• Vol. 09
  • Chapter 06
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Lake Retba

Lamine says it’s raining time
It’ll rain any day now
The skies are overcast but the drops don’t fall
Last year there were only three big rains
Lac Rose is not satisfied
Her pink waters lap low on the shore
After the first big rain the farmers ready their fields
After the second, Lamine will plant tomatoes
And after the third, peanuts
Lamine says in past generations the lake was fresh
Teaming with fish (today there are few)
The estuary was open to the sea
But the heavy winds came
Pushing with them the desert sands of Mauritania
South and further south
The dunes filled the estuary
And now, only a tiny trickle of water enters the lake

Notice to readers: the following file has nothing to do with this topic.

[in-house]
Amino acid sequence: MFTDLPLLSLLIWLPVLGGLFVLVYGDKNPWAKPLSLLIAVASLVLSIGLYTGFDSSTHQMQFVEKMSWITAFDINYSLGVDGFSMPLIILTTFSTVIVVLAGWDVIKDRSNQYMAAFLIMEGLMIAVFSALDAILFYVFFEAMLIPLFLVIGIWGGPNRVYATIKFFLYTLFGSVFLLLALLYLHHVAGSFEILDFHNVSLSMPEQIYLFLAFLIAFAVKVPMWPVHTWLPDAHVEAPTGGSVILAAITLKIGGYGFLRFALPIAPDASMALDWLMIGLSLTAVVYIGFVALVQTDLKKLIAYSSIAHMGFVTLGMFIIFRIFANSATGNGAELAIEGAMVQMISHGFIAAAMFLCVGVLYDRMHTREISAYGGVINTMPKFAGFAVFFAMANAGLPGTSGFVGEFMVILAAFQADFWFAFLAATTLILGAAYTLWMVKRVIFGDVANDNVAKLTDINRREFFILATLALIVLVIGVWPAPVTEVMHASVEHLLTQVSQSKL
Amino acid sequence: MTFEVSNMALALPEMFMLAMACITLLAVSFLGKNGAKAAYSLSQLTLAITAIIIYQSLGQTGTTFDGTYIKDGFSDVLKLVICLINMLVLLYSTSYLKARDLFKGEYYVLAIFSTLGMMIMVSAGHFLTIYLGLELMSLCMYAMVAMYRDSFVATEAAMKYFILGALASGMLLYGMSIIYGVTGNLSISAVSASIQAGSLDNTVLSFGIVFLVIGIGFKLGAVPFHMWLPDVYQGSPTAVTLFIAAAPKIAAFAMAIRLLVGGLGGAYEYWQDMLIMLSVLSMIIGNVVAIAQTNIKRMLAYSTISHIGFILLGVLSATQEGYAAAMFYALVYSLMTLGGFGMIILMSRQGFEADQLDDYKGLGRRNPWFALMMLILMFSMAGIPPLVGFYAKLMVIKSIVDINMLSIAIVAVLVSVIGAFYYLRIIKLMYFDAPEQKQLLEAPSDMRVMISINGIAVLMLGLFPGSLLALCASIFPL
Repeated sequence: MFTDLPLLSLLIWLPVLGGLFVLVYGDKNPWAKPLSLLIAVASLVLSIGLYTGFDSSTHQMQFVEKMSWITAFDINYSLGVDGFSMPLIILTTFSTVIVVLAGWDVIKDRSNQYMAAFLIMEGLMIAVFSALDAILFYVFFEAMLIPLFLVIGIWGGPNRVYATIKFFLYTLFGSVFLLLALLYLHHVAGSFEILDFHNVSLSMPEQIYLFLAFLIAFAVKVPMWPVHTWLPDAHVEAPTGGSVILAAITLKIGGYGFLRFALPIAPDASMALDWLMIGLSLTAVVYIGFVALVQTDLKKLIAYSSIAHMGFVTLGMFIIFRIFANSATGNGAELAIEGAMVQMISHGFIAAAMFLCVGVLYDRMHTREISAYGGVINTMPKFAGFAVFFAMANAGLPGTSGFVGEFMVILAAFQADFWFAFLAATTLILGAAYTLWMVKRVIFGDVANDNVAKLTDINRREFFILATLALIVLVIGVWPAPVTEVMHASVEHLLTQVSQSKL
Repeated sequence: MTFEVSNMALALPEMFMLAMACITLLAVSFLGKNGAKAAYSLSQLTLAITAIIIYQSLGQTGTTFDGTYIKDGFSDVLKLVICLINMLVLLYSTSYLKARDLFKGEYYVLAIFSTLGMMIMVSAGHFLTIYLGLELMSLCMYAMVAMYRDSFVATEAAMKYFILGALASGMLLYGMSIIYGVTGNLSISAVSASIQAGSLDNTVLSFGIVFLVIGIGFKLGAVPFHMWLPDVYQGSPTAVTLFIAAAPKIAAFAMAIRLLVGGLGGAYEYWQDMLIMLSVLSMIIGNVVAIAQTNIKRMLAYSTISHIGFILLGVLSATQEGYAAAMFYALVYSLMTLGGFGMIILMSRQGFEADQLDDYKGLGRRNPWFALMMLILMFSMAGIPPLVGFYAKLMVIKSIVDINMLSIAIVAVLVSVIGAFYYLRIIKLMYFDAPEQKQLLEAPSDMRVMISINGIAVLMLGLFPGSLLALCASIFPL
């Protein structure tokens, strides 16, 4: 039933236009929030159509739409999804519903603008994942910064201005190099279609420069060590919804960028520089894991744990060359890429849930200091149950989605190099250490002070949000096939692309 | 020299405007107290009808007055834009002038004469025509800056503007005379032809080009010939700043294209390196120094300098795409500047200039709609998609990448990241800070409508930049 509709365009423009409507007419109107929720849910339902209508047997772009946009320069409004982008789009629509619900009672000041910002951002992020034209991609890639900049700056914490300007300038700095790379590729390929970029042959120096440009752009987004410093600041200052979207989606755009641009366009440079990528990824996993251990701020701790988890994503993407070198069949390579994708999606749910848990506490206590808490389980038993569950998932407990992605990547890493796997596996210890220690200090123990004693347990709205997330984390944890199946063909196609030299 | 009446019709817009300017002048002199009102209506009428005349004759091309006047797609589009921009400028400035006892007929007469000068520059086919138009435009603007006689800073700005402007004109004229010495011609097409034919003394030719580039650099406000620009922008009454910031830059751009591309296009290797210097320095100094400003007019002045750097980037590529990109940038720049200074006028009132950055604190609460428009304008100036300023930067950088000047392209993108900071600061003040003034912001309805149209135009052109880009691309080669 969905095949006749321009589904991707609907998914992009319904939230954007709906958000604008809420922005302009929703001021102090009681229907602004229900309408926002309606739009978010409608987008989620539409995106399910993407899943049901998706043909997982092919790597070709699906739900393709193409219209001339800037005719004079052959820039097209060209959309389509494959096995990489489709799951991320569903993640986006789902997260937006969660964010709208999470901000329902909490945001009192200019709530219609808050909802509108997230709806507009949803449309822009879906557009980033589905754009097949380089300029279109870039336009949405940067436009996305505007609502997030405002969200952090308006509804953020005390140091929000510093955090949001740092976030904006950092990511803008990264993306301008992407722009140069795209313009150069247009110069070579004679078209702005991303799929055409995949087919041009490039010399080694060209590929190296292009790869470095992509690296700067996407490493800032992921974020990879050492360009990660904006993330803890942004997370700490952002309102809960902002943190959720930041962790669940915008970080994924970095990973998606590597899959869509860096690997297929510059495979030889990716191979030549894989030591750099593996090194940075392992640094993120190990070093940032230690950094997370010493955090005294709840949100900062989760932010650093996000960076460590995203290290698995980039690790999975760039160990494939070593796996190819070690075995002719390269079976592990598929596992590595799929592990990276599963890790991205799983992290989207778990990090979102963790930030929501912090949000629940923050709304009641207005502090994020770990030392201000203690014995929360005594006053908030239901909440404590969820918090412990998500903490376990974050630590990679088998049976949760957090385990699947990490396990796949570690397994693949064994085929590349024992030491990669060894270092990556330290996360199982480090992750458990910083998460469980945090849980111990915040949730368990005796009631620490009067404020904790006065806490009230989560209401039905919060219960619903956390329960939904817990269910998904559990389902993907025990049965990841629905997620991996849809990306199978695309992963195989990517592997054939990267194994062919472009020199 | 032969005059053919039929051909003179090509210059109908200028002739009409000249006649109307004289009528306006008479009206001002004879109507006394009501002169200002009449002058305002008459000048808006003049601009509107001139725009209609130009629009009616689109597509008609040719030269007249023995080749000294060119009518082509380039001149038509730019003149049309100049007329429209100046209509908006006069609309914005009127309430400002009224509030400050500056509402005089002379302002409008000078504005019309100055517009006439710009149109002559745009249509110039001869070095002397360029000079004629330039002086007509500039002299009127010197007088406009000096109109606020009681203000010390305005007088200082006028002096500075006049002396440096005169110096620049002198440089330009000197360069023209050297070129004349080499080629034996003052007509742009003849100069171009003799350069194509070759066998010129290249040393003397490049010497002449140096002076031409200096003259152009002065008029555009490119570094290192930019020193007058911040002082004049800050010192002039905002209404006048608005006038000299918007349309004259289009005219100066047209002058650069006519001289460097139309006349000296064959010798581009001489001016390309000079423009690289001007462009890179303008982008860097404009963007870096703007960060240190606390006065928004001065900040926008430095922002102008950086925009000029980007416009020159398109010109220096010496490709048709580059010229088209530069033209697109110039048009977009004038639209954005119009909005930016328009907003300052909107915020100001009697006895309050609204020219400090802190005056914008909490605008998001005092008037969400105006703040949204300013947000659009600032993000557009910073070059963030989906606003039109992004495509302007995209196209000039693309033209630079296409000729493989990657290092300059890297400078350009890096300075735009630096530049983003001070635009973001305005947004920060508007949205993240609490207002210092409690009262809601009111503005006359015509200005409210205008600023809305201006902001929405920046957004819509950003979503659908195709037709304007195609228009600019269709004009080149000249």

Evaporated by the Senegalese sun
The lake became saltier
The fish died
The algae thrived
And turned the green waters an unnatural hue
The fishermen became salt miners
Coated in shea butter, they wade into the water thick as oil
Scooping sharp crystals into wooden boats
The women in bold patterns borrowed from the Dutch
Carry buckets from the shore to be bagged


Lake Retba

At 1,000 CFA each Lamine says it's good money
(If you’re willing to do the work)
He calls them boys—they are clearly grown
They’ve come from Mali
Economic migrants working for the rich men
Who own the wooden boats
But are never seen on Lac Rose’s salty shores
The white bags are sold to Europe
Rocks for icy roads Dakar will never see the likes of
Or finer still to sit on tables of diners who will never know
That Lamine is still waiting for rain
So he can plant tomatoes, then peanuts
In the off season, when it’s too wet to spin tales for tourists
Around the pink lake